On the east fork of Wyoming's Wind River, there lies what officials call a 220-acre tax loophole: Thunderhead Ranch, valued at more than $4 million.
Personal injury lawyer Gerry Spence donated it to a special kind of charity he runs and got a big tax deduction. It's a deduction Senate Finance Committee Chairman Chuck Grassley, R-Iowa, argues should no longer be allowed because Spence continues to control the ranch and no actual money went to the needy.
"We have a regulation that you could drive a Mac truck through to avoid taxation," Grassley said.
Spence says the ranch is legitimately used for seminars he runs for trial lawyers. He would not say how much he took in a tax deduction -- "It's frankly none of your business," he said -- but by law he's entitled to deduct the full value of the ranch.
The loophole is called a "supporting organization." Created 36 years ago as a way of helping charities, supporting organizations are, Grassley says, increasingly misused by the wealthy.
The loophole allows the wealthy to donate expensive assets to these organizations while retaining control of the assets and getting a big tax break. But nothing necessarily goes to the needy.
'Parking Place for Billions of Dollars'
"Quite frankly, [it's] nothing more than a parking place for billions of dollars of assets that are not used for charitable purpose that they were intended to use for," Grassley said.
Senate investigators say the Conrad N. Hilton Fund -- named for socialite Paris Hilton's great-grandfather -- is another example.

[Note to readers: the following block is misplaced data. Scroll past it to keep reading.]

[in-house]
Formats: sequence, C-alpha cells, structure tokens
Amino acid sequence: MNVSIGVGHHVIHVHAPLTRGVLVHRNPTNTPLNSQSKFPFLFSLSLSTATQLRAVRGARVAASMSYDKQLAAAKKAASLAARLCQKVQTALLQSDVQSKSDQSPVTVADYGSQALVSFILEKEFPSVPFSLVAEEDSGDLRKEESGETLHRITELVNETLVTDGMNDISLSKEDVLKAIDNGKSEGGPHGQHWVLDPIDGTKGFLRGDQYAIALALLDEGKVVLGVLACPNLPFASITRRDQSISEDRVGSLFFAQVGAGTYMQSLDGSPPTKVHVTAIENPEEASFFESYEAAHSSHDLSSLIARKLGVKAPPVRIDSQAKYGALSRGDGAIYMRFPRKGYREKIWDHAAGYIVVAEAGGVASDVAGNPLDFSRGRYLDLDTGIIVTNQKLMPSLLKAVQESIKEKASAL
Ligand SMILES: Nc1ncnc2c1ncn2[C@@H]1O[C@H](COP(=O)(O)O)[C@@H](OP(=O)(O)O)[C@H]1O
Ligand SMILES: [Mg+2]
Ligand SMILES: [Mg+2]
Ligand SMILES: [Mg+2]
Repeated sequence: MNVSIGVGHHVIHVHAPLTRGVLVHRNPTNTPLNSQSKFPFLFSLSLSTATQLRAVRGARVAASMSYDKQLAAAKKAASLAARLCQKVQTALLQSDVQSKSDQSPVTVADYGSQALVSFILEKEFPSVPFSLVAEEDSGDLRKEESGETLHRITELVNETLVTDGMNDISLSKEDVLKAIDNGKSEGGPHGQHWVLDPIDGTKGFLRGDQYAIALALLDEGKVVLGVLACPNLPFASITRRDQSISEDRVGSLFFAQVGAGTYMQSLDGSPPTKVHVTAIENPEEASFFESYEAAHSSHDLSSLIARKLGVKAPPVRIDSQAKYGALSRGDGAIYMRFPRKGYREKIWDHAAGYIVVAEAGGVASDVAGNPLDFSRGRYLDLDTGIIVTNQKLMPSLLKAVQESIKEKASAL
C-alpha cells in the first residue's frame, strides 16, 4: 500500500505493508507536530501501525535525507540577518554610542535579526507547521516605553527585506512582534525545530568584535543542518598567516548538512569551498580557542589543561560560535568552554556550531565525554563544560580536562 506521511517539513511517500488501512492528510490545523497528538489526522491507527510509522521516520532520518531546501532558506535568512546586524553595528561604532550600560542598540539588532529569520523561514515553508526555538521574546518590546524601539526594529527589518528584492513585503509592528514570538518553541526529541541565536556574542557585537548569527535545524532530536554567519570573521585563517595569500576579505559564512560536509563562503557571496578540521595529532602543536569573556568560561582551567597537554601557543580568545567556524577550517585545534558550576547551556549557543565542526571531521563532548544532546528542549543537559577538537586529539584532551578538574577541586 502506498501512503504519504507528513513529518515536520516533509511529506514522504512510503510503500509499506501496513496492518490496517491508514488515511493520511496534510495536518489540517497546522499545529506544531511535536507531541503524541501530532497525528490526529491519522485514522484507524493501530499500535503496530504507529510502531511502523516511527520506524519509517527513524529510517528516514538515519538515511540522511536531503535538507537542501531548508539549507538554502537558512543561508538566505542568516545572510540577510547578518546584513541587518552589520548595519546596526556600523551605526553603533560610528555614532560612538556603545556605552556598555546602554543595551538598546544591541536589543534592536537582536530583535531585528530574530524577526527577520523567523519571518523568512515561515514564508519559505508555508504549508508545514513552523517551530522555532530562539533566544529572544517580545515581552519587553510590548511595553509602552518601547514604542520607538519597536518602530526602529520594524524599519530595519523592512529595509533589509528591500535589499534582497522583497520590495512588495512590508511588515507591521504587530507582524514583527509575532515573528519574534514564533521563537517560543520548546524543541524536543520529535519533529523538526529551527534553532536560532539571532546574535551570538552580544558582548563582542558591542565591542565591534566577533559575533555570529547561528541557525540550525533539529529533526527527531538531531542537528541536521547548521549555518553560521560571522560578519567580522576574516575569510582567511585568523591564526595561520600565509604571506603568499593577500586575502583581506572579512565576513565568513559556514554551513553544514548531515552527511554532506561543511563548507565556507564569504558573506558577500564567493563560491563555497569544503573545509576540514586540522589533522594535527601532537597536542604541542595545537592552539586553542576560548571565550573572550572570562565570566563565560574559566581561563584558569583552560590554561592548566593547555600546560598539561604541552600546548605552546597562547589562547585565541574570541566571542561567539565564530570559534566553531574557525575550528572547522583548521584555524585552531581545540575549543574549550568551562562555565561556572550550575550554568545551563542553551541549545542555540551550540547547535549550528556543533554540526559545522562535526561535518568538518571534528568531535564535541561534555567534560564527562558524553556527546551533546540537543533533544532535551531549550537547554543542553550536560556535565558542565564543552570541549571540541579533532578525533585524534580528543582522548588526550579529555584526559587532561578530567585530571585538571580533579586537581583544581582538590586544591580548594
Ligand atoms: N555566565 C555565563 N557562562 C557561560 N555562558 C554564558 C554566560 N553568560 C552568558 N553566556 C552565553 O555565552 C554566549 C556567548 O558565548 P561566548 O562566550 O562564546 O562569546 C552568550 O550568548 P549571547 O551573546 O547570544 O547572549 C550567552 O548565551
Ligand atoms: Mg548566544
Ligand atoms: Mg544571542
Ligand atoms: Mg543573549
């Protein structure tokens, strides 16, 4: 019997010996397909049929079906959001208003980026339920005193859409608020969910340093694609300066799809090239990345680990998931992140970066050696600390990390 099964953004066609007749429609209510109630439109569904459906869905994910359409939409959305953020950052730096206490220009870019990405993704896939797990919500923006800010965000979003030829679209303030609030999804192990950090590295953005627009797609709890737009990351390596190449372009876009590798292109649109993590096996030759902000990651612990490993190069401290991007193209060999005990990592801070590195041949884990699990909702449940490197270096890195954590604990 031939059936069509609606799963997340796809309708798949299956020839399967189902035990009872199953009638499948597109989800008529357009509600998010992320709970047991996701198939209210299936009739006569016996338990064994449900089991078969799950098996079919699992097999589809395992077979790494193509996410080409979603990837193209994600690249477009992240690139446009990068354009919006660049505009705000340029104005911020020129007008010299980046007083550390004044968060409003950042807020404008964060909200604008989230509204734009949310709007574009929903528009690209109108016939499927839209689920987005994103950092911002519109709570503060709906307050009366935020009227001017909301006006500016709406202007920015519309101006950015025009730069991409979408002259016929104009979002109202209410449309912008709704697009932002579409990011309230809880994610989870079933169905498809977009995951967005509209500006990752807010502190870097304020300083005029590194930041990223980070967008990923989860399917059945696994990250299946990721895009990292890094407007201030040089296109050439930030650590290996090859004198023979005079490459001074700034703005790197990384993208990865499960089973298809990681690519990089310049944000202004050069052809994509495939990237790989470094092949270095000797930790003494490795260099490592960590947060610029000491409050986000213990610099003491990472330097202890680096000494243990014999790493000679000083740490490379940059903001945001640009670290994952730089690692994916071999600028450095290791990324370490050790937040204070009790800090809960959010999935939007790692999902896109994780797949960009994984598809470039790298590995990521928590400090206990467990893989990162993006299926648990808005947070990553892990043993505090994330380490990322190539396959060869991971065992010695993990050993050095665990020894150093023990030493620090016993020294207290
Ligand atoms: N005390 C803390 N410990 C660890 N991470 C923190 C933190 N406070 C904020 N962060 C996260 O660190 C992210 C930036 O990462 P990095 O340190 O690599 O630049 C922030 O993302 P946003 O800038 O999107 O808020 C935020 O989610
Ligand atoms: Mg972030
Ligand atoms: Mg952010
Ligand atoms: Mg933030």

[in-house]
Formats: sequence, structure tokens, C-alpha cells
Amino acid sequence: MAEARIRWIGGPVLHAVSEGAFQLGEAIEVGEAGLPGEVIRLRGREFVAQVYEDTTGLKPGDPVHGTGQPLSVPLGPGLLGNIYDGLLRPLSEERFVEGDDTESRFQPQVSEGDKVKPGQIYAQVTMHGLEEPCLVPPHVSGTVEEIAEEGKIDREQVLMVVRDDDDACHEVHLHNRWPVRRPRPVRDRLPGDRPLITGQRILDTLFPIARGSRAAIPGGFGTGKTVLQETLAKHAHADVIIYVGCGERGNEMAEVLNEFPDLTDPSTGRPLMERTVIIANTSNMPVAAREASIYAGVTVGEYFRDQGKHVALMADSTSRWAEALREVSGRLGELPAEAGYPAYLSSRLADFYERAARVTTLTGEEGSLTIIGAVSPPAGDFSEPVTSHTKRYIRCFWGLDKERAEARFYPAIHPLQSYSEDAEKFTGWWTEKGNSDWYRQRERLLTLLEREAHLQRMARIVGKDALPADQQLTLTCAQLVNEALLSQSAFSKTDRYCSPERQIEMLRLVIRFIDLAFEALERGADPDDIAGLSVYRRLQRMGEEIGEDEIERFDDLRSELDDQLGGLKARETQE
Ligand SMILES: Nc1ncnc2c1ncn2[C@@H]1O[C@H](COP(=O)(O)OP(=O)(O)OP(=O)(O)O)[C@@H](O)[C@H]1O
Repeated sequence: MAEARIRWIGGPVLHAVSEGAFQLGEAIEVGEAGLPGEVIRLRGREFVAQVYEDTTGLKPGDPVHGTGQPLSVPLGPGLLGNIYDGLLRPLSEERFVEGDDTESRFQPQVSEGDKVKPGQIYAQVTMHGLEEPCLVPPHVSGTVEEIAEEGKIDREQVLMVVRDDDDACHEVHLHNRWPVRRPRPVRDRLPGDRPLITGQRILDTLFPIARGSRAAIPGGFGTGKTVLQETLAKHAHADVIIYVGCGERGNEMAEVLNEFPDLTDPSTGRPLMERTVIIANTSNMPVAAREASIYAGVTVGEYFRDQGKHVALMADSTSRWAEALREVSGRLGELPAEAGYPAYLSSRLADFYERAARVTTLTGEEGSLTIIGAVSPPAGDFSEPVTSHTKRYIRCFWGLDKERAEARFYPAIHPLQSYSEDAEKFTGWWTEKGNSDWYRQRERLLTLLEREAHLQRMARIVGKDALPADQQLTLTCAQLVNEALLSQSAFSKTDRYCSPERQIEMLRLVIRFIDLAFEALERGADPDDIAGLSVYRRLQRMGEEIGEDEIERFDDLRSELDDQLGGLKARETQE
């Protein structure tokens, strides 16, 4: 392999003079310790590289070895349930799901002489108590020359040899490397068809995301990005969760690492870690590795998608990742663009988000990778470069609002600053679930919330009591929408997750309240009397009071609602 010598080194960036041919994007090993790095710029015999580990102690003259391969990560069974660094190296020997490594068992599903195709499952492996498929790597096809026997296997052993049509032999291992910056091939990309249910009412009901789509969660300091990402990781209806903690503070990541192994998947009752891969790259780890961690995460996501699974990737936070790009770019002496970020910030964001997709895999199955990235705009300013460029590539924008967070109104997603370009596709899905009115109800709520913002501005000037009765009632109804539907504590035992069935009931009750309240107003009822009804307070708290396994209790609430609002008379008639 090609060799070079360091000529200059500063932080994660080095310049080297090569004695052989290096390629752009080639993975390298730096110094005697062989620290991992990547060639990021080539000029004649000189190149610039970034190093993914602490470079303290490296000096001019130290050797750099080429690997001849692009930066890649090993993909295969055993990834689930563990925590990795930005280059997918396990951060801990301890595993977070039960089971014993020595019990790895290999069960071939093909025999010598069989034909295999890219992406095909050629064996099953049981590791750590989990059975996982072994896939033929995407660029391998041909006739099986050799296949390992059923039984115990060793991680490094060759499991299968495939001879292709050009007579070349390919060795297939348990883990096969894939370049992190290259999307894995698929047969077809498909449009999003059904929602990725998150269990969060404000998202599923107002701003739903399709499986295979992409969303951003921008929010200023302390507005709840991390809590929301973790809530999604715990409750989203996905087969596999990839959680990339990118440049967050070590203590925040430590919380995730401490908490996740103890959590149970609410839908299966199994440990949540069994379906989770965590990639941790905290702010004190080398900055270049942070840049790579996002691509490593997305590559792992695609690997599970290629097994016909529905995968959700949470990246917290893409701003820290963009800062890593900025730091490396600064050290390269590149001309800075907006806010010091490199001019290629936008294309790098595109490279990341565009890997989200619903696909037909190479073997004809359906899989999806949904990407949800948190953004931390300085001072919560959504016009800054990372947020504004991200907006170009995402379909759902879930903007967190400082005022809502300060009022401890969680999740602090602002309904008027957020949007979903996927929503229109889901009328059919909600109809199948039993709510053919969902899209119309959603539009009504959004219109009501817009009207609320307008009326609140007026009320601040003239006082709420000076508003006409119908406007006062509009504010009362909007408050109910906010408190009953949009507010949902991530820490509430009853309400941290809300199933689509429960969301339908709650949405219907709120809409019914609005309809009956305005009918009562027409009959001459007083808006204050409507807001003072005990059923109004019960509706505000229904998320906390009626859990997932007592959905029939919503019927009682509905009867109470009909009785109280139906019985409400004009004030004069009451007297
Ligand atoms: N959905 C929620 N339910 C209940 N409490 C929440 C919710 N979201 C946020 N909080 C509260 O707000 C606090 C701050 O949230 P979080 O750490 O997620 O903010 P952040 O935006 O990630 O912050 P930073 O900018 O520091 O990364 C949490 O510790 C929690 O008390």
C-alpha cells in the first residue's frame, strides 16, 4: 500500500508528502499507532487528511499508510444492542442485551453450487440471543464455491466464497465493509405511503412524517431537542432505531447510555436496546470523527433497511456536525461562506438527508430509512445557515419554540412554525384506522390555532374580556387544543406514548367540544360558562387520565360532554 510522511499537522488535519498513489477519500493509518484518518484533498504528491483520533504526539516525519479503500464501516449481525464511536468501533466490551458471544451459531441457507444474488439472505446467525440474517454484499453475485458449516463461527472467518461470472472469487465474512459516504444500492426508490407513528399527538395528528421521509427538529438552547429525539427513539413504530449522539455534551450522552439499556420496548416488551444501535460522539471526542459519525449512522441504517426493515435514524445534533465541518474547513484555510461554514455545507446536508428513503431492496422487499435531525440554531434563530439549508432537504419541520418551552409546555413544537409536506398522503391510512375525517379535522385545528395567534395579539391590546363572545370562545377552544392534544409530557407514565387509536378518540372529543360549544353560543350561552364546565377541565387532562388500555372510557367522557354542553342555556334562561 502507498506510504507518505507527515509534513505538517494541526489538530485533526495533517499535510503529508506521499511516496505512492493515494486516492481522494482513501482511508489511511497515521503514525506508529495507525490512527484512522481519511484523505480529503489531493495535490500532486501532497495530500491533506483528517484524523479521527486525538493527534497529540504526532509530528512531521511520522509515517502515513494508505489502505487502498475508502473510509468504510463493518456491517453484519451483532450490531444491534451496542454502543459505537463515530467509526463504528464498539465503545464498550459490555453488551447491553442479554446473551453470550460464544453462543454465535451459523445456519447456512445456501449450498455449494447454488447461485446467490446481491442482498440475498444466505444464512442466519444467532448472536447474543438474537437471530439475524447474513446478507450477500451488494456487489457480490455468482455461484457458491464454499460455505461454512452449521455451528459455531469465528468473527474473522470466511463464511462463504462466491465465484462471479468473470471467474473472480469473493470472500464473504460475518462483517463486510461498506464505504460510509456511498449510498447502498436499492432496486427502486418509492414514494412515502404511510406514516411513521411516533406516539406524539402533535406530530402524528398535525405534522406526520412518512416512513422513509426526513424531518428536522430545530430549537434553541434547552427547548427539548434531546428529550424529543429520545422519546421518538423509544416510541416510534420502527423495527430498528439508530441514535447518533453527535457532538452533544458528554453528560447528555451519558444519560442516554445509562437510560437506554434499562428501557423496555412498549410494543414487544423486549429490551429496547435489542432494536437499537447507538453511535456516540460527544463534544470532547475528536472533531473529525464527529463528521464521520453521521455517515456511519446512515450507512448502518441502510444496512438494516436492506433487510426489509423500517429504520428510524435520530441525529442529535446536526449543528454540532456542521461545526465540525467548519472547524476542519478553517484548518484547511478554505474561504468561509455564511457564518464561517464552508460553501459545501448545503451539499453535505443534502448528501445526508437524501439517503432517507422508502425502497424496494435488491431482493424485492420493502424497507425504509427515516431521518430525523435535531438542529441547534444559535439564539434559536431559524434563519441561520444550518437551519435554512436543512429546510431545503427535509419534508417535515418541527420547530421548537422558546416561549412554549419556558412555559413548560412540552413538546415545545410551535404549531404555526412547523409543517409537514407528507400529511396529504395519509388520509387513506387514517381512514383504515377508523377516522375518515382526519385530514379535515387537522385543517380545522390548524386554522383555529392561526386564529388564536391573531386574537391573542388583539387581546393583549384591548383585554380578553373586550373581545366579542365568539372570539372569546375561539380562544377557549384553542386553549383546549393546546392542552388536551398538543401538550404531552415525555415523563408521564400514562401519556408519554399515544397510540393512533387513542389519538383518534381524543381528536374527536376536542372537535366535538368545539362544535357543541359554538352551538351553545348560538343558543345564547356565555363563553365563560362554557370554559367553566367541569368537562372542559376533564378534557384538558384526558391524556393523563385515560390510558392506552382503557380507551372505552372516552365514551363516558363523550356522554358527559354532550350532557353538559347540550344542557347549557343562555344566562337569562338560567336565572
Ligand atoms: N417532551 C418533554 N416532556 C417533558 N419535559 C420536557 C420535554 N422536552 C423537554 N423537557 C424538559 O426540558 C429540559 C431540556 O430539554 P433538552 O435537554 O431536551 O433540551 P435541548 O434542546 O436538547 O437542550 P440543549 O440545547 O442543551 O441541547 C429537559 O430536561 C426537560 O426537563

While such charitable private foundations are required to give at least 5 percent of their income to charity, supporting organizations have no requirements.
So in 2003, when the Hilton Fund held $467 million worth of Hilton hotel stock, only a minuscule .8 percent of it went to any charitable cause. The Hilton Fund's original charitable tax deduction could have been worth the total value of the stock.
The IRS agrees that the problem is out of control and is launching a new round of audits of supporting organizations.
"We've seen instances where promoters will bring schemes to taxpayers, help them get a deduction, and then the taxpayer controls the money and even uses it to buy a beach house!" said IRS commissioner Mark Everson. "Now, that's not what Congress intended."
"It's very hard to put a figure on," said Grassley of the tax loophole benefits, "but it's billions of dollars."
Spence and the Hiltons both say they are in compliance with the law.
But that law may change. Next month, Grassley will push to close the loophole and ensure tax breaks for charity actually go to charity.